New England must acknowledge the significant role that the natural gas transmission system plays in its electricity system, and the gas and electric industries “must make adjustments to ensure the reliability of both systems and the efficiency of both markets,” according to a draft white paper recently completed by independent grid operator ISO New England (ISO-NE).

The economic, environmental and operational benefits of New England’s increased gas generation — brought about primarily by low gas prices — come with associated costs in the form of reliability risks, according to ISO-NE. Those risks, which include pipeline limitations and use of non-firm contracts, “have assumed greater urgency as gas dependence leads to more frequent and severe challenges to ISO-NE’s ability to operate the system reliably,” ISO-NE CEO Gordon van Welie said in a cover letter accompanying the report.

In 2010 ISO-NE began to address risks to the bulk power system and wholesale electricity markets, which included increased reliance on natural gas-fired capacity (see Daily GPI, Oct. 10, 2011). Since then, “addressing this risk has become a priority, given the reliability challenges that are already in evidence,” the draft paper said.

Gas dependence in the region “is a reality and is increasing for a number of reasons, including low gas prices. Given these low prices, generators are using Marcellus Shale gas where possible to reduce their costs, which, in turn, results in low wholesale prices that ultimately benefit consumers.”

In 1990, oil-fired and nuclear generating plants each produced about 35% of the electricity consumed in New England, while gas-fired plants accounted for about 5%. By 2011 oil-fired plants produced just 0.6% of electricity consumed in the region and 51% came from gas-fired generation. The low price of gas has resulted in dramatic savings, with total wholesale market costs dropping to $7.6 billion in 2011 from nearly $13 billion in 2008. But the lower cost and other benefits of the electricity grid’s growing gas dependency “come at a cost,” ISO-NE said.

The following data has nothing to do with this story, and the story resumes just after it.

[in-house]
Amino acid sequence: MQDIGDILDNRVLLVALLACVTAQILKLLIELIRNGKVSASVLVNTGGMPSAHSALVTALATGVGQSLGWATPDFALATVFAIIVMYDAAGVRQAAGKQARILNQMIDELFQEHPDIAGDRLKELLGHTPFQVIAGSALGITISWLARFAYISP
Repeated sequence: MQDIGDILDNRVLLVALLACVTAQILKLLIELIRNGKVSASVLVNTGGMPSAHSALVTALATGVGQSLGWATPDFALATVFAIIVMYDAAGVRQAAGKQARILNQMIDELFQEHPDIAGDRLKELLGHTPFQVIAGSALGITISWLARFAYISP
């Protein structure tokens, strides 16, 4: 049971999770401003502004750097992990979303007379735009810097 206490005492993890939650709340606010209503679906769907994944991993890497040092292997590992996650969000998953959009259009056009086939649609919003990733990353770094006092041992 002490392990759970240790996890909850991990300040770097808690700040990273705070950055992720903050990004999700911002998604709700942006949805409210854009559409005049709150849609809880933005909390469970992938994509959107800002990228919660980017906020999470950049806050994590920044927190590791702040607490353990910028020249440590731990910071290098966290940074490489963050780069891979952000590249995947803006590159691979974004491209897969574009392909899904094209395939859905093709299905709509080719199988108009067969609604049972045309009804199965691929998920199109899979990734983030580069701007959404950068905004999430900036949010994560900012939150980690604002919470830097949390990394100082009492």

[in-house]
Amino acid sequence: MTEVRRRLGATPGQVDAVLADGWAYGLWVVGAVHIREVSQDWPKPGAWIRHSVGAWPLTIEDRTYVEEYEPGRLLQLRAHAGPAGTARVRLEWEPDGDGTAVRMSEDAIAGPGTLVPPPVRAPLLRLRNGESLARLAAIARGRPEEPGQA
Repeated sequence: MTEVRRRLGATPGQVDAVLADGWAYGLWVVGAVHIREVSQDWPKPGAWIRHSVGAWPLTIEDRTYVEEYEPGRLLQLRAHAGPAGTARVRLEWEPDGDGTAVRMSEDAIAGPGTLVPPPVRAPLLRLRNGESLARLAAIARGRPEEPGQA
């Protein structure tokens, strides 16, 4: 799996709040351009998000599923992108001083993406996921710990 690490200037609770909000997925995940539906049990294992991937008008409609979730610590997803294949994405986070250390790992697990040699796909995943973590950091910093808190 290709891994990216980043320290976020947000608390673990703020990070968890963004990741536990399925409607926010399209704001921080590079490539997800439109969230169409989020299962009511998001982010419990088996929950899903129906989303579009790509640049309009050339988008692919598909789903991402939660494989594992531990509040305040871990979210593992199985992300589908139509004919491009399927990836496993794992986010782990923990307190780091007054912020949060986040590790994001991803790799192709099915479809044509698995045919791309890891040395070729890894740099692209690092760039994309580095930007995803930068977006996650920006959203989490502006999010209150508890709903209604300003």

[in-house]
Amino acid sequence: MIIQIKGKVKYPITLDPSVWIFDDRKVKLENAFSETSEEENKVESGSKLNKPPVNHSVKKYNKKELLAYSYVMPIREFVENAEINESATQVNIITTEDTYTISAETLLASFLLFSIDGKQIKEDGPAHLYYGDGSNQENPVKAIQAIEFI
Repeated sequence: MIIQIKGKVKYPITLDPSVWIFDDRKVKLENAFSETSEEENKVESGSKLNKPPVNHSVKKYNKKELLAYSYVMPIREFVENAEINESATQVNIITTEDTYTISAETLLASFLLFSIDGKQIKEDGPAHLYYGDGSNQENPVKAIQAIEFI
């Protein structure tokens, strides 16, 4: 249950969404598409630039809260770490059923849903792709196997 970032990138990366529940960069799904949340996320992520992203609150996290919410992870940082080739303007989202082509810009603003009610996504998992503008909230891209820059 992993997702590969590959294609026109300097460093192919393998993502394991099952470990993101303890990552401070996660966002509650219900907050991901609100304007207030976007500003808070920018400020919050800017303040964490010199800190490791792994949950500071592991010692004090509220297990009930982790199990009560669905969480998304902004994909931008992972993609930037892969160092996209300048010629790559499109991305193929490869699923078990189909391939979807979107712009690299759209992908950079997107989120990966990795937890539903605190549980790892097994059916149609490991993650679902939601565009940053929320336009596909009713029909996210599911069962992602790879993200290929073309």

“Specifically, given current and anticipated levels of gas usage, potential gas unavailability threatens the reliability of the electric system due to the limited-capacity pipelines used to transport gas, potential gas supply interruptions, and the ‘just-in-time’ nature of the resource.”

ISO-NE recommended long-term changes to the forward capacity market (FCM) and forward reserve market (FRM) to create better incentives for generators to perform in accordance with their operating characteristics. “Generators may achieve this performance by making alternative firm fuel arrangements, such as investing in oil inventory, or entering into firm gas transportation contracts. The latter may, in turn, encourage pipeline expansion, thereby addressing current pipeline limitations.” Until the FCM and FRM changes are in place, ISO-NE proposed to engage in a supplemental procurement to ensure that oil and gas generators maintain adequate levels of firm fuel capability.

ISO-NE also proposed enhancements to the flexibility of the electricity markets by changing the rules to permit generators to modify their offers intra-day to reflect fuel costs, and by moving the timing of the day-ahead market to better coordinate with natural gas industry timelines. “These changes are intended to address the divergence between generators’ commitments and gas nominations, which often result from the uncertainty generators face in acquiring gas before they know their generation commitment and dispatch,” ISO-NE said. “These changes will also provide the ISO control room with necessary information on a timely basis to operate the power system reliably.”

And ISO-NE recommended more information be required from generators regarding their fuel status and better information be provided on natural gas pipeline maintenance.

ISO-NE oversees a six-state region interconnected by more than 350 generators and 8,000 miles of high-voltage transmission lines. New England has more than 32,000 MW of capacity and is tied to neighboring grids in New York and Canada through 13 different interconnections.

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